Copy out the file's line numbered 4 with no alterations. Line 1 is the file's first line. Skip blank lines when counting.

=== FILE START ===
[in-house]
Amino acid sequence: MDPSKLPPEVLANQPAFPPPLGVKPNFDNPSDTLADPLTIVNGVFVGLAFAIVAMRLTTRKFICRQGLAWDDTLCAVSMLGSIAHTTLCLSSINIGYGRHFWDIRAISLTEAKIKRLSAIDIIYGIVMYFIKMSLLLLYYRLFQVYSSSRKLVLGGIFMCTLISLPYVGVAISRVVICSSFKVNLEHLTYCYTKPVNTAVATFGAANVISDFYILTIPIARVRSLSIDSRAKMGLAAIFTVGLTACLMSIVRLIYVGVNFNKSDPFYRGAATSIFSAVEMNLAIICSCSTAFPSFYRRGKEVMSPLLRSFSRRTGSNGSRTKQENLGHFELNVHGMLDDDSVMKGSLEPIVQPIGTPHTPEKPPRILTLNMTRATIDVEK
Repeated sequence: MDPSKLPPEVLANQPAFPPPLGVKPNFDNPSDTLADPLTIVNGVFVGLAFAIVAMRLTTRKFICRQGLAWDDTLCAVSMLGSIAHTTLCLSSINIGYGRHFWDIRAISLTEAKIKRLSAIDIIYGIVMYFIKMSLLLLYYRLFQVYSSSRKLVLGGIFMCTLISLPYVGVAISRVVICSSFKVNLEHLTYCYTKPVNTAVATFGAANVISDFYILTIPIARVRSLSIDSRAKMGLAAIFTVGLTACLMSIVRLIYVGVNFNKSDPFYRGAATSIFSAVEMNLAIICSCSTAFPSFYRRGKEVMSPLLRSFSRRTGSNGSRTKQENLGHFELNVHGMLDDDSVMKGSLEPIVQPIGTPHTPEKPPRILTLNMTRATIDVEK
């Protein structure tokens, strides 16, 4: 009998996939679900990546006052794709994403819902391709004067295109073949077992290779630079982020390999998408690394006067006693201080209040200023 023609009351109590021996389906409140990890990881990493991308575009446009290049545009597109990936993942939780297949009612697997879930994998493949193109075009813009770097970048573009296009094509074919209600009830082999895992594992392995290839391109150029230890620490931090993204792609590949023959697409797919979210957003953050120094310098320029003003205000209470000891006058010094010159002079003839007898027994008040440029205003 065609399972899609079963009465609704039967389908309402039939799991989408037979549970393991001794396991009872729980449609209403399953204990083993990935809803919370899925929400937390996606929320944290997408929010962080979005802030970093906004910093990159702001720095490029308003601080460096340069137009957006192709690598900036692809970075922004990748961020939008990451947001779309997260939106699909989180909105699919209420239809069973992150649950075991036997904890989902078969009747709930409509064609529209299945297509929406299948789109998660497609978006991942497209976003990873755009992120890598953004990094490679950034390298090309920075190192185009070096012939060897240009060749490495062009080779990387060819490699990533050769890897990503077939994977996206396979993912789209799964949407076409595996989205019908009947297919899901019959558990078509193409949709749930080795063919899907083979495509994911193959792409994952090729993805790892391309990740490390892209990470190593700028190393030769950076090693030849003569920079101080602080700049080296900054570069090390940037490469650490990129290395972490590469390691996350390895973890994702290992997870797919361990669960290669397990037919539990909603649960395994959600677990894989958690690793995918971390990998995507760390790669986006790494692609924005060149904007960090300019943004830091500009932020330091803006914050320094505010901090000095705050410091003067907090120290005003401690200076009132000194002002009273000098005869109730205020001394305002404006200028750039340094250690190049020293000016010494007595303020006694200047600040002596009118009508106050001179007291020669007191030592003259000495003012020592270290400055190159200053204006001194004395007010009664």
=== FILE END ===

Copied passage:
């Protein structure tokens, strides 16, 4: 009998996939679900990546006052794709994403819902391709004067295109073949077992290779630079982020390999998408690394006067006693201080209040200023 023609009351109590021996389906409140990890990881990493991308575009446009290049545009597109990936993942939780297949009612697997879930994998493949193109075009813009770097970048573009296009094509074919209600009830082999895992594992392995290839391109150029230890620490931090993204792609590949023959697409797919979210957003953050120094310098320029003003205000209470000891006058010094010159002079003839007898027994008040440029205003 065609399972899609079963009465609704039967389908309402039939799991989408037979549970393991001794396991009872729980449609209403399953204990083993990935809803919370899925929400937390996606929320944290997408929010962080979005802030970093906004910093990159702001720095490029308003601080460096340069137009957006192709690598900036692809970075922004990748961020939008990451947001779309997260939106699909989180909105699919209420239809069973992150649950075991036997904890989902078969009747709930409509064609529209299945297509929406299948789109998660497609978006991942497209976003990873755009992120890598953004990094490679950034390298090309920075190192185009070096012939060897240009060749490495062009080779990387060819490699990533050769890897990503077939994977996206396979993912789209799964949407076409595996989205019908009947297919899901019959558990078509193409949709749930080795063919899907083979495509994911193959792409994952090729993805790892391309990740490390892209990470190593700028190393030769950076090693030849003569920079101080602080700049080296900054570069090390940037490469650490990129290395972490590469390691996350390895973890994702290992997870797919361990669960290669397990037919539990909603649960395994959600677990894989958690690793995918971390990998995507760390790669986006790494692609924005060149904007960090300019943004830091500009932020330091803006914050320094505010901090000095705050410091003067907090120290005003401690200076009132000194002002009273000098005869109730205020001394305002404006200028750039340094250690190049020293000016010494007595303020006694200047600040002596009118009508106050001179007291020669007191030592003259000495003012020592270290400055190159200053204006001194004395007010009664």